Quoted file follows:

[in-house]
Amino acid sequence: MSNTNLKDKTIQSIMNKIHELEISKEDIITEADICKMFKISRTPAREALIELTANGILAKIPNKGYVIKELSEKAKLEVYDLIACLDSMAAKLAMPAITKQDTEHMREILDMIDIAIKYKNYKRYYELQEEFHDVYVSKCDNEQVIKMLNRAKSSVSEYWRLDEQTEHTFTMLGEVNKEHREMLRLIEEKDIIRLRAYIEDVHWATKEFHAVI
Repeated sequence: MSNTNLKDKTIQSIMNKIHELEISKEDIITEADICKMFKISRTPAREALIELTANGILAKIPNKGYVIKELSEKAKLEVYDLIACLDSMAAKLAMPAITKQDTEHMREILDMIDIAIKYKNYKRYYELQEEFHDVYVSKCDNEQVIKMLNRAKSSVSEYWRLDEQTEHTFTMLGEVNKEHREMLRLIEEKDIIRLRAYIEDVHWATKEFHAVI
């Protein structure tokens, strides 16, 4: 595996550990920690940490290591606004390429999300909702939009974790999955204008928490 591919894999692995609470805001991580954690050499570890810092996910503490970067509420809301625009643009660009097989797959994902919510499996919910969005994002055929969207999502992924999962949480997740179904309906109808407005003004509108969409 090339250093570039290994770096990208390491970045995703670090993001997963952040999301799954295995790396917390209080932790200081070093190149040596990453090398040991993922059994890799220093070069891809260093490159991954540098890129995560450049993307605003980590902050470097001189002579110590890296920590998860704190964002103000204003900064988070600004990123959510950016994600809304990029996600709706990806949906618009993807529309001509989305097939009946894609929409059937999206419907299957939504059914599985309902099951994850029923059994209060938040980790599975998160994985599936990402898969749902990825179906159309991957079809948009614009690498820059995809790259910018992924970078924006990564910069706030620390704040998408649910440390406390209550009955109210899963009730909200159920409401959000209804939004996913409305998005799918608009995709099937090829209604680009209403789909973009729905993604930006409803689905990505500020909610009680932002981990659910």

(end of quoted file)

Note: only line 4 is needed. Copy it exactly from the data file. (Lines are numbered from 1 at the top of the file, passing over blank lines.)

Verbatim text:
């Protein structure tokens, strides 16, 4: 595996550990920690940490290591606004390429999300909702939009974790999955204008928490 591919894999692995609470805001991580954690050499570890810092996910503490970067509420809301625009643009660009097989797959994902919510499996919910969005994002055929969207999502992924999962949480997740179904309906109808407005003004509108969409 090339250093570039290994770096990208390491970045995703670090993001997963952040999301799954295995790396917390209080932790200081070093190149040596990453090398040991993922059994890799220093070069891809260093490159991954540098890129995560450049993307605003980590902050470097001189002579110590890296920590998860704190964002103000204003900064988070600004990123959510950016994600809304990029996600709706990806949906618009993807529309001509989305097939009946894609929409059937999206419907299957939504059914599985309902099951994850029923059994209060938040980790599975998160994985599936990402898969749902990825179906159309991957079809948009614009690498820059995809790259910018992924970078924006990564910069706030620390704040998408649910440390406390209550009955109210899963009730909200159920409401959000209804939004996913409305998005799918608009995709099937090829209604680009209403789909973009729905993604930006409803689905990505500020909610009680932002981990659910």